He looks up – can’t help himself, and then immediately regrets it. Valentine has loosened his tie, and the top button of his shirt is undone and showing above the knot. Sullivan fiddles with his pen, forcefully suppressing the desire to fix it for him. To lean in so close, he might even be able to feel the man's breath as he adjusts the silk, sliding the knot higher. And then, perhaps, moves his hands up to…

Except that he wouldn’t. He couldn’t. It would be far too big a risk to even consider, especially in the middle of Scotland Yard. He knows any chance he had of a relationship like that was sacrificed when he started this career. It’s not as if he ever had much hope to begin with.

He drags his gaze away, willing the heat to fade from his skin as he stares at the half-written notes before him. The words seem to have lost their meaning, dry and colourless compared with the vivid images in his mind. Still, he forces himself to resume writing.

On the periphery of his vision, he's acutely aware of Valentine quietly watching him work, his head resting on one fist and the lines of his face softened into an expression Sullivan can't read. Every now and again, he brings his cigarette to his lips, and each time, Sullivan finds his mind wandering further and further from the case report in front of him.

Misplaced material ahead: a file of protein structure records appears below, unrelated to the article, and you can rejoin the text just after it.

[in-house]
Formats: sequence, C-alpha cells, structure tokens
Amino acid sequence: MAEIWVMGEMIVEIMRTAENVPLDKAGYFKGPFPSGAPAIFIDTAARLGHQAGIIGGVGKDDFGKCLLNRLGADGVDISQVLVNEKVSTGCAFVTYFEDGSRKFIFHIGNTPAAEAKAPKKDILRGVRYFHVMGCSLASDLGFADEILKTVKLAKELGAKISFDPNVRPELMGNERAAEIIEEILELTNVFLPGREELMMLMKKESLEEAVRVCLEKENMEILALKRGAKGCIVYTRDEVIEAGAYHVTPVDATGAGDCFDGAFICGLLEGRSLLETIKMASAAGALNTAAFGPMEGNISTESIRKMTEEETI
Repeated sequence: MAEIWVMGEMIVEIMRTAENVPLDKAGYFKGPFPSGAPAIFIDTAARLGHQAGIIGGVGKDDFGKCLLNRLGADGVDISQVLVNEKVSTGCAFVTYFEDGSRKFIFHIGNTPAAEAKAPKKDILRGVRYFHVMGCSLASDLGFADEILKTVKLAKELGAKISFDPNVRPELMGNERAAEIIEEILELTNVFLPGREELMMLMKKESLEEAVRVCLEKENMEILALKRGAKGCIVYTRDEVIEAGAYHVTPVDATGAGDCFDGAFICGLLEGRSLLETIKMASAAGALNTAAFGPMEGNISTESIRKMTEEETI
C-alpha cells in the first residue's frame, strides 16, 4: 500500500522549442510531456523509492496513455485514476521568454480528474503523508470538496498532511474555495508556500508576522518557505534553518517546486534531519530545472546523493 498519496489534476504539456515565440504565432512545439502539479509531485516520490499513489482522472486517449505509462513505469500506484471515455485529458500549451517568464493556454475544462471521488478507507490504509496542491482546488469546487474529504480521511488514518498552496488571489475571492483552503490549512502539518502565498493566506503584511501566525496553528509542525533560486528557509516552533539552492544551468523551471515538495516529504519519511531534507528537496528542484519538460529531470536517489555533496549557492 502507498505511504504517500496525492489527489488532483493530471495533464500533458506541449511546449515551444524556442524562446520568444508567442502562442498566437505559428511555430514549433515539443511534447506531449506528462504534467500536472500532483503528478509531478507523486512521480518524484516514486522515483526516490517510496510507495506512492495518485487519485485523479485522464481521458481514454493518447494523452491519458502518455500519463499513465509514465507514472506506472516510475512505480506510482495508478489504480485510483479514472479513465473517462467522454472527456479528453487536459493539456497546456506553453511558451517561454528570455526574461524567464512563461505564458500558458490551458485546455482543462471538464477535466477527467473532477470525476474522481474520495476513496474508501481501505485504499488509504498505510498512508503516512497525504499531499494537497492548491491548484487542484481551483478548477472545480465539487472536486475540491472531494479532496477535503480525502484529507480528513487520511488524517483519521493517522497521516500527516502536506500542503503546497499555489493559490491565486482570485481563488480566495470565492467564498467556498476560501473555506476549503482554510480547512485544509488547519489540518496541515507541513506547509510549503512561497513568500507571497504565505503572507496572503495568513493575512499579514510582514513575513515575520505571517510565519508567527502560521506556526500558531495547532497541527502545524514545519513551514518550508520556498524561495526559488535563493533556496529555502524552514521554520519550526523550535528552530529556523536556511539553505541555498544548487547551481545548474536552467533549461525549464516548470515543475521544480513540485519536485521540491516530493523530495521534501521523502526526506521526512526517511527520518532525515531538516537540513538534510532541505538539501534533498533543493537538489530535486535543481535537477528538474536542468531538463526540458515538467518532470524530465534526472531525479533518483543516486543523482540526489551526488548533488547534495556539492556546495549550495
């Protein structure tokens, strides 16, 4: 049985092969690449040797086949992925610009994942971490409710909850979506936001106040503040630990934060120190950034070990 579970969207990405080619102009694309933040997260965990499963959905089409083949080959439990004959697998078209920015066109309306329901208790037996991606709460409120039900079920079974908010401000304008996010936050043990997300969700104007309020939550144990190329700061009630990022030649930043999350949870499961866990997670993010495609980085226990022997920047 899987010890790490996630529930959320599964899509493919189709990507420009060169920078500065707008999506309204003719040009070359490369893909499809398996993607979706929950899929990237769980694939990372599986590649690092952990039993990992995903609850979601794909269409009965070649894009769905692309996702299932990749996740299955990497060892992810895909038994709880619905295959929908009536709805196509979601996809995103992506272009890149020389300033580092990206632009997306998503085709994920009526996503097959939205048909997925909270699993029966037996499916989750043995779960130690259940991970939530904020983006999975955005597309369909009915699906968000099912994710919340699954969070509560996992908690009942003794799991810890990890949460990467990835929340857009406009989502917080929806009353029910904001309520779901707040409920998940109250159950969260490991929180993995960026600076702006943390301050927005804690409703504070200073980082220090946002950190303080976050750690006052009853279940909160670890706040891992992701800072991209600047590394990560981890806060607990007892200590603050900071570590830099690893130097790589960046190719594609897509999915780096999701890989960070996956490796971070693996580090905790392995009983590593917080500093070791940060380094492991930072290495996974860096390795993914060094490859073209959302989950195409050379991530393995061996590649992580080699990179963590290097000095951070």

“So, did you miss me?”

Startled from his daze, Sullivan looks up sharply. He raises his eyebrows, willing his heart to stop racing as he bites down the yes that wants to be said. “Why, did you miss me?” he counters instead.

“Yeah, I missed you.” Valentine huffs a smoky laugh. “I’ve been craving decent company all week.”

A smile flickers at the edge of Sullivan’s lips. “Good to know.” He returns his gaze to his papers, pretending to read through his notes. Keeping his voice carefully light and casual, he asks, “In that case, would you like to go for a drink with me later?”

“Actually…” Valentine leans forward across the desk. Sullivan snaps his gaze back up, his heart rate rocketing once more. “...I was wondering if you wanted to come to my place this evening. That way, we can talk for as long as we want to, without worrying about anyone listening in.”